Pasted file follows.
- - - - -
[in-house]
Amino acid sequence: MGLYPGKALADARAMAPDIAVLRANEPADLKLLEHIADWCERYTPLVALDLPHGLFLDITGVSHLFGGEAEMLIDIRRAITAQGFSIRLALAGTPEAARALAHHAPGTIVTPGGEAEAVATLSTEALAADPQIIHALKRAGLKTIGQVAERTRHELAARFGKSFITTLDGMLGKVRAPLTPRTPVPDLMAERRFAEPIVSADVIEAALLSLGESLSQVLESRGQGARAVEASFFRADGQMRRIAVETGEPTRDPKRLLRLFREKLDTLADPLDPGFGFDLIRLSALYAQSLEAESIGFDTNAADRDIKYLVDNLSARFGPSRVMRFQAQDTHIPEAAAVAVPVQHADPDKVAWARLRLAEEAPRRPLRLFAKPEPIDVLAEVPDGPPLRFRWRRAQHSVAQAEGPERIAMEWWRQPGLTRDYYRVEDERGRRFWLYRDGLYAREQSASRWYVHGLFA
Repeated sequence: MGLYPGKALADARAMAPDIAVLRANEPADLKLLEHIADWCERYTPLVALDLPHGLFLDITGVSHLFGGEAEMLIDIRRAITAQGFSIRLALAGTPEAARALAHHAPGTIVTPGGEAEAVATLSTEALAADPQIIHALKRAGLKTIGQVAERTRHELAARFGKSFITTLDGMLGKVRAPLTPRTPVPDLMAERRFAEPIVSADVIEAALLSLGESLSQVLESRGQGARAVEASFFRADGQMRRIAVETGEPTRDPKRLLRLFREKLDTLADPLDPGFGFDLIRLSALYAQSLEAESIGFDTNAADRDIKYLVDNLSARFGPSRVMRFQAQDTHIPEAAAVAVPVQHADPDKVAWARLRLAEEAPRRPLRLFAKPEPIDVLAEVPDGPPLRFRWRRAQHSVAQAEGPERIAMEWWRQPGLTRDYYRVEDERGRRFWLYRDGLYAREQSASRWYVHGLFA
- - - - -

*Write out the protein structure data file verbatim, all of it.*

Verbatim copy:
[in-house]
Amino acid sequence: MGLYPGKALADARAMAPDIAVLRANEPADLKLLEHIADWCERYTPLVALDLPHGLFLDITGVSHLFGGEAEMLIDIRRAITAQGFSIRLALAGTPEAARALAHHAPGTIVTPGGEAEAVATLSTEALAADPQIIHALKRAGLKTIGQVAERTRHELAARFGKSFITTLDGMLGKVRAPLTPRTPVPDLMAERRFAEPIVSADVIEAALLSLGESLSQVLESRGQGARAVEASFFRADGQMRRIAVETGEPTRDPKRLLRLFREKLDTLADPLDPGFGFDLIRLSALYAQSLEAESIGFDTNAADRDIKYLVDNLSARFGPSRVMRFQAQDTHIPEAAAVAVPVQHADPDKVAWARLRLAEEAPRRPLRLFAKPEPIDVLAEVPDGPPLRFRWRRAQHSVAQAEGPERIAMEWWRQPGLTRDYYRVEDERGRRFWLYRDGLYAREQSASRWYVHGLFA
Repeated sequence: MGLYPGKALADARAMAPDIAVLRANEPADLKLLEHIADWCERYTPLVALDLPHGLFLDITGVSHLFGGEAEMLIDIRRAITAQGFSIRLALAGTPEAARALAHHAPGTIVTPGGEAEAVATLSTEALAADPQIIHALKRAGLKTIGQVAERTRHELAARFGKSFITTLDGMLGKVRAPLTPRTPVPDLMAERRFAEPIVSADVIEAALLSLGESLSQVLESRGQGARAVEASFFRADGQMRRIAVETGEPTRDPKRLLRLFREKLDTLADPLDPGFGFDLIRLSALYAQSLEAESIGFDTNAADRDIKYLVDNLSARFGPSRVMRFQAQDTHIPEAAAVAVPVQHADPDKVAWARLRLAEEAPRRPLRLFAKPEPIDVLAEVPDGPPLRFRWRRAQHSVAQAEGPERIAMEWWRQPGLTRDYYRVEDERGRRFWLYRDGLYAREQSASRWYVHGLFA